# 28. Implement strStr() (Easy)

https://leetcode.com/problems/implement-strstr/

Implement strStr().

Return the index of the first occurrence of needle in haystack, or -1 if needle is not part of haystack.

Example 1:

```Input: haystack = "hello", needle = "ll"
Output: 2
```

Example 2:

```Input: haystack = "aaaaa", needle = "bba"
Output: -1
```

Clarification:

What should we return when `needle` is an empty string? This is a great question to ask during an interview.

For the purpose of this problem, we will return 0 when `needle` is an empty string. This is consistent to C's strstr() and Java's indexOf().

## Solutions

``````class Solution {

/*
* This problem is really frustrating with a mass of corn cases.
* Interviewers much take good care of overflow issue. To get rid of overflow,
* It's a good habit to convert all the variables to long type before calculation.
*/

public int divide(int dividend, int divisor) {
// Take care of the overflow issue
if (dividend == Integer.MIN_VALUE && divisor == -1) {
return Integer.MAX_VALUE;
}

if (divisor == 1) {
return dividend;
}

if (divisor == -1) {
return -dividend;
}

boolean isNegative = ((dividend < 0 && divisor > 0) || (dividend > 0 && divisor < 0));

// do not use below statements, Math.abs can be handle int overflow issue
// long tmpDvd = Math.abs(dividend);
// long tmpDvs = Math.abs(divisor);

long tmpDvd = dividend;
long tmpDvs = divisor;

tmpDvd = Math.abs(tmpDvd);
tmpDvs = Math.abs(tmpDvs);

int ans = 0;

long remain = tmpDvd;
while (true) {
if (remain - tmpDvs < 0) {
break;
}

int count = 0;

// 1. comparision must be >= 0, not > 0
// 2. tmpDvs must be long type, or else overflow occurs.
while (remain - (tmpDvs << count) >= 0) {
count++;
}

count--;

// to reach here, count must be >= 0

ans += (1 << count);

// Note that remain - divisor << count is absolutely different from remain - (divisor << count)
remain -= tmpDvs << count;
}

return isNegative ? -ans : ans;
}
}
``````

### 2.

``````class Solution {

// The problem should be resolved by KMP algorithm which is the most primitive way to compare strings
// against pattern.

public int strStr(String haystack, String needle) {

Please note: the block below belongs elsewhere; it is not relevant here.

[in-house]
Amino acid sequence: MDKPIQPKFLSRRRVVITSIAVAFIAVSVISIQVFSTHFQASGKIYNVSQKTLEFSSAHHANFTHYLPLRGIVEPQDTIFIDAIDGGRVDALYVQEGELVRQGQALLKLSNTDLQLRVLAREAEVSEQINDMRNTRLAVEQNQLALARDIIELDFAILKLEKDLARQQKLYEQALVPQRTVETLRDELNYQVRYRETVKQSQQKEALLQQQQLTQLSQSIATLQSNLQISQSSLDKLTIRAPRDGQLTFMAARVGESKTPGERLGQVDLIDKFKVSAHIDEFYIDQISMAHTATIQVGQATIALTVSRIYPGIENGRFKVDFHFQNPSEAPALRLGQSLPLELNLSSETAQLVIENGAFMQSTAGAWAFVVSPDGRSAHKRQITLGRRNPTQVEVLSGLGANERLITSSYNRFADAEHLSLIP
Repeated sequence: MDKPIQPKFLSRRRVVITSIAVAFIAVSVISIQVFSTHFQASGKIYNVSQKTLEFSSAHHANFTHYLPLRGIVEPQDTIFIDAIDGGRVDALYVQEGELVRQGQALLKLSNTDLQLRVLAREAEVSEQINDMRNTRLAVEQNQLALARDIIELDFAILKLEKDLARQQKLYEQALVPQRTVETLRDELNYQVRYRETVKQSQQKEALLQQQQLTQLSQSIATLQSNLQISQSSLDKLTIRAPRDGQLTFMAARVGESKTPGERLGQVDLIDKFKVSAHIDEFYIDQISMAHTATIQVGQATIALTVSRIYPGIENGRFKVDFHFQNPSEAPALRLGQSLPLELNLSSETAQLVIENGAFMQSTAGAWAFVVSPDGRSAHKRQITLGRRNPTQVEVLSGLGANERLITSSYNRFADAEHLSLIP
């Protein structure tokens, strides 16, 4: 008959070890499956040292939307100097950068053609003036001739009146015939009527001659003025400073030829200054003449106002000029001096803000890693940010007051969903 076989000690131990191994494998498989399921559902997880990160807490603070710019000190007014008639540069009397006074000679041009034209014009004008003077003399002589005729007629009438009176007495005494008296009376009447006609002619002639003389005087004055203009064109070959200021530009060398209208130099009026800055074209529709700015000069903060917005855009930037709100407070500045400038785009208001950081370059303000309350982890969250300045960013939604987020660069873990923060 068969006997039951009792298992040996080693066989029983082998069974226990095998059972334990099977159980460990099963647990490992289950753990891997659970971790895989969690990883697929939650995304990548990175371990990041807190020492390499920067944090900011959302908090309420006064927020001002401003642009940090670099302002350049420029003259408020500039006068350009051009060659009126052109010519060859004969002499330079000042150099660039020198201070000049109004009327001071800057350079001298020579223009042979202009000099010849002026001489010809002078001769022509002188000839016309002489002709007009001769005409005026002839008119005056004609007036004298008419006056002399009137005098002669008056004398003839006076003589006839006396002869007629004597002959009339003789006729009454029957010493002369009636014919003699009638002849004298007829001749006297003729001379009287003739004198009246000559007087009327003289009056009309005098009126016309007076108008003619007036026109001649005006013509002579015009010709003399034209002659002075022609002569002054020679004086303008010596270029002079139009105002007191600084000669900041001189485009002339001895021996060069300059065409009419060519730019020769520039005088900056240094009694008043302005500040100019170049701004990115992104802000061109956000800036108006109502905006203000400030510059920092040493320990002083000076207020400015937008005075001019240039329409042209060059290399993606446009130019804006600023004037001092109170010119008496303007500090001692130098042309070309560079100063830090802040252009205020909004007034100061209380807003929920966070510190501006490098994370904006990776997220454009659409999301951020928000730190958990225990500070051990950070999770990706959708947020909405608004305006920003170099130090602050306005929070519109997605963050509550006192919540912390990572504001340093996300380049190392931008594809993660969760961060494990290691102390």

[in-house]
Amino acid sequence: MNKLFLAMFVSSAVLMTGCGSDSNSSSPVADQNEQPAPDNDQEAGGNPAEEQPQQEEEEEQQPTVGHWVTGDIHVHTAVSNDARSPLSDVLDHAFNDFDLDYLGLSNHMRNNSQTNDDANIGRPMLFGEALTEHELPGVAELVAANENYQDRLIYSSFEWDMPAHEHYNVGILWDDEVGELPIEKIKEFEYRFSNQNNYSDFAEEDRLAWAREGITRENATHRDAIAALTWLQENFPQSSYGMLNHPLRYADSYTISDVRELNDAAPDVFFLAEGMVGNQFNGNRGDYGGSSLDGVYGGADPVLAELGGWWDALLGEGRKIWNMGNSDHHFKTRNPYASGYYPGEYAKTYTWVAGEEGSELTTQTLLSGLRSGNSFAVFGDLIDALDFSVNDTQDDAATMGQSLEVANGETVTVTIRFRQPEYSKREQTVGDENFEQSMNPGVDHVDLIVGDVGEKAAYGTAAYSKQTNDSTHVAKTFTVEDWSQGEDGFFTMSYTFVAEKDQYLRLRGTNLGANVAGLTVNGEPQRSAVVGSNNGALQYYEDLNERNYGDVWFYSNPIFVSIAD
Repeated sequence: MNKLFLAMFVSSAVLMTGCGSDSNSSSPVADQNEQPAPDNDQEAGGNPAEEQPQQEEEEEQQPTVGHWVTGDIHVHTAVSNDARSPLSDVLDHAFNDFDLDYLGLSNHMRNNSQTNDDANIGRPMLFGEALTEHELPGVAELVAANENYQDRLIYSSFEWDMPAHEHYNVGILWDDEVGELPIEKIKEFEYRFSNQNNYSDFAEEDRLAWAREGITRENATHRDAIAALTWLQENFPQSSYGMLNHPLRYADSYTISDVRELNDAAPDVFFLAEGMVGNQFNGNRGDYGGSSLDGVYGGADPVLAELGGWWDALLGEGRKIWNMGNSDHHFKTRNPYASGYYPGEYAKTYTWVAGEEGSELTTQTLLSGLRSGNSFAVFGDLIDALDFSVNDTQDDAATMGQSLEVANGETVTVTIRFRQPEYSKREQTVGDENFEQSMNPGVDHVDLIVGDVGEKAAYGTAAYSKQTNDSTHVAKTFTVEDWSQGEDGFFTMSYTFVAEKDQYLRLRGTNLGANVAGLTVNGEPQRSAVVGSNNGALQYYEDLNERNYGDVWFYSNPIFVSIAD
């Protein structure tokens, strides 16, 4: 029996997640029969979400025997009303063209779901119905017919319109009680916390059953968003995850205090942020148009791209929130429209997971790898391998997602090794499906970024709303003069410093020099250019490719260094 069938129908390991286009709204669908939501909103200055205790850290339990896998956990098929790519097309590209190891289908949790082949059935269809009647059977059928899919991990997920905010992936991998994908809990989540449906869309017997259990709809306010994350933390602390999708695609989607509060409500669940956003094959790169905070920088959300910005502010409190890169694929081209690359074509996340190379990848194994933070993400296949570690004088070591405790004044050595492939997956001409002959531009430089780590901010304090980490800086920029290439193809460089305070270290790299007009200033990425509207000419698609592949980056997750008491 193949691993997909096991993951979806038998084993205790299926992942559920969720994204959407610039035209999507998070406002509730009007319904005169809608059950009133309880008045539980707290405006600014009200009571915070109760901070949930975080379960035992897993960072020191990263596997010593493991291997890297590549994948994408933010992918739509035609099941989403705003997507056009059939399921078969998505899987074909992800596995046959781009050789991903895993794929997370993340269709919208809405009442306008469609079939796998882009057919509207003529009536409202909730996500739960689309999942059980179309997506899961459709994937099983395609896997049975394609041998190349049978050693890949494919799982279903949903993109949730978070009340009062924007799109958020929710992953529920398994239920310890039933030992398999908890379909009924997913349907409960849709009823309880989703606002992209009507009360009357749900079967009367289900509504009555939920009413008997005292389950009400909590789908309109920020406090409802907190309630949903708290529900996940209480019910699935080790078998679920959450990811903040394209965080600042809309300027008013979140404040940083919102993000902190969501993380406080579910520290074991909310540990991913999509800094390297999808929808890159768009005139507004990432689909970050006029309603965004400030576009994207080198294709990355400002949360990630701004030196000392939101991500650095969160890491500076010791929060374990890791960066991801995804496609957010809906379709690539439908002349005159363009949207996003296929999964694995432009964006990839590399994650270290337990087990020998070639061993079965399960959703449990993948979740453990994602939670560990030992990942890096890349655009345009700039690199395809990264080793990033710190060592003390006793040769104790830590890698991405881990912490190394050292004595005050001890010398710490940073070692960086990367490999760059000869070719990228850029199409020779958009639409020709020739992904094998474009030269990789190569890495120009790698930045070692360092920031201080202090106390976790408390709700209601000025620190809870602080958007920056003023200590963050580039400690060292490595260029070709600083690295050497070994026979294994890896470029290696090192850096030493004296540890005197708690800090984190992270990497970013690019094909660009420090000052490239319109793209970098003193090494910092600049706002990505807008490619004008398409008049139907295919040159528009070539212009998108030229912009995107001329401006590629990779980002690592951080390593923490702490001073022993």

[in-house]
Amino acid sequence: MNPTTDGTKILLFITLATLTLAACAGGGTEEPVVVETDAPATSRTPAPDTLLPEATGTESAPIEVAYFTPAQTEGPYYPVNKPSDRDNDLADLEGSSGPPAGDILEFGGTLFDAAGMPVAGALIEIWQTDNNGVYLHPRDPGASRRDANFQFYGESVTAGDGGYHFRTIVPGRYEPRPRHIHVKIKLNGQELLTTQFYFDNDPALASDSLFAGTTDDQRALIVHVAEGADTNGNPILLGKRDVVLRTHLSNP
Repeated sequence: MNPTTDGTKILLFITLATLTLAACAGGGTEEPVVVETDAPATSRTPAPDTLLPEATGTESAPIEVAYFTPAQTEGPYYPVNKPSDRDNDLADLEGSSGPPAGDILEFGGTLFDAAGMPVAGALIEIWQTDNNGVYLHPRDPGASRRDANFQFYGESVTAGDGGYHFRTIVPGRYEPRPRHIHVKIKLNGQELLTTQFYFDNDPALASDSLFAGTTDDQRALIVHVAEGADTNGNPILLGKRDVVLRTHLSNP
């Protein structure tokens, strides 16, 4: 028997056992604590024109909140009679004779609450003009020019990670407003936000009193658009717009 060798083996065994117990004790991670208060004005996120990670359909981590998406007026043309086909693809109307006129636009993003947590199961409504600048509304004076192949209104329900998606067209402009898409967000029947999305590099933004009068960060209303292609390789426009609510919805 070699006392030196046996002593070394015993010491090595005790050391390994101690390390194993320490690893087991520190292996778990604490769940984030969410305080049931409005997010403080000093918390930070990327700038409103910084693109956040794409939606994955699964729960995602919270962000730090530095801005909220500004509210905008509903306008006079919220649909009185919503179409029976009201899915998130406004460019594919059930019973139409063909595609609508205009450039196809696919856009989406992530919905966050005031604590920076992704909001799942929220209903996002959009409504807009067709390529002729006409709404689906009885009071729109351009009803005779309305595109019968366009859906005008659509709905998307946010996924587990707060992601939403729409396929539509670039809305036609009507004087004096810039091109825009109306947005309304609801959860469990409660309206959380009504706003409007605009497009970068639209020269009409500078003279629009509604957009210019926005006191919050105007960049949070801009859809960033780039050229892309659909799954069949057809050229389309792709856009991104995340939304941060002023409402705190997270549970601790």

return kmpMatch(haystack, needle);
}

private int kmpMatch(String str, String pattern) {
if (pattern == null || pattern.length() == 0) {
return 0;
}

if (str == null || str.length() == 0) {
return -1;
}

char[] strArr = str.toCharArray();
char[] patternArr = pattern.toCharArray();

int[] next = getNextArray(patternArr);

// Pointer of the given str
int strPtr = 0;

// Pointer of the given pattern
int patternPtr = 0;

while (strPtr < strArr.length && patternPtr < patternArr.length) {
// next[0] = -1, so when patternPtr = -1, pattern differ with str at index 0
// so move both strPtr and patternPtr.
if (patternPtr == -1) {
strPtr++;

// patternPtr becomes 0
patternPtr++;
}
// Given pattern matches the given str at the head with patternPtr chars, which means
// strArr[strPtr-patternPtr:strPtr] == pattern[0:patterPtr], carry on the comparison.
else if (strArr[strPtr] == patternArr[patternPtr]) {
strPtr++;

patternPtr++;
}
// patternPtr != -1 && strArr[strPtr] != patternArr[patternPtr], pattern differ with str at certain position,
// but not the first char. Do not move forward the both pointers. Adjust the patternPtr to start a
// new comparison.
else {
// if pattern differ with str at the first char, patternPtr points to -1
patternPtr = next[patternPtr];
}
}

// all matched
if (patternPtr == patternArr.length) {
return strPtr - patternPtr;
}

return -1;
}

private int[] getNextArray(char[] pattern) {
int[] next = new int[pattern.length];

next[0] = -1;

int matchedCount;

for (int j = 1; j < pattern.length; j++) {

// suppose matchedCount = -1 or pattern[j-1] != pattern[matchedCount], next[j] should have a default value.
next[j] = 0;

// previously matched count
matchedCount = next[j - 1];
while (matchedCount != -1) {
// Standing at index j, if previous char pattern[j-1] matches the (matchedCount)th char, current next[j] increases
// And up till index j-1, next[j] chars matches

// matched chars pattern[0:matchedCount-1]
if (pattern[j - 1] == pattern[matchedCount]) {
next[j] = matchedCount + 1;

break;
}

// If not match, technically, we need to start over from the head, but we can take advantage of the previously
// computed offset information.

// !!! Important !!! You can treat substring pattern[j-matchedCount:] as the string to be matched by 'pattern',
// it will be much easier for you to understand.

// Therefore, set matchedCount to the offset that pattern failed to match substring pattern[j-matchedCount:]
// instead of a fresh start.

// Take following pattern string as example, 9th char is 'd' which differs from 5th char 'f', but we don't
// have to search from 6th char, we can take advantage of next[4]=1, then compare 1th char 'd' with 9th char 'd'.

// [0, 1, 2, 3, 4, 5, 6, 7, 8, 9, 10] j
// [s, d, f, s, f, s, d, f, s, d, f] pattern
// [-1,0, 0, 0, 1, 0, 1, 2, 3, 4, 2] next
matchedCount = next[matchedCount];
}
}

return next;
}
}
``````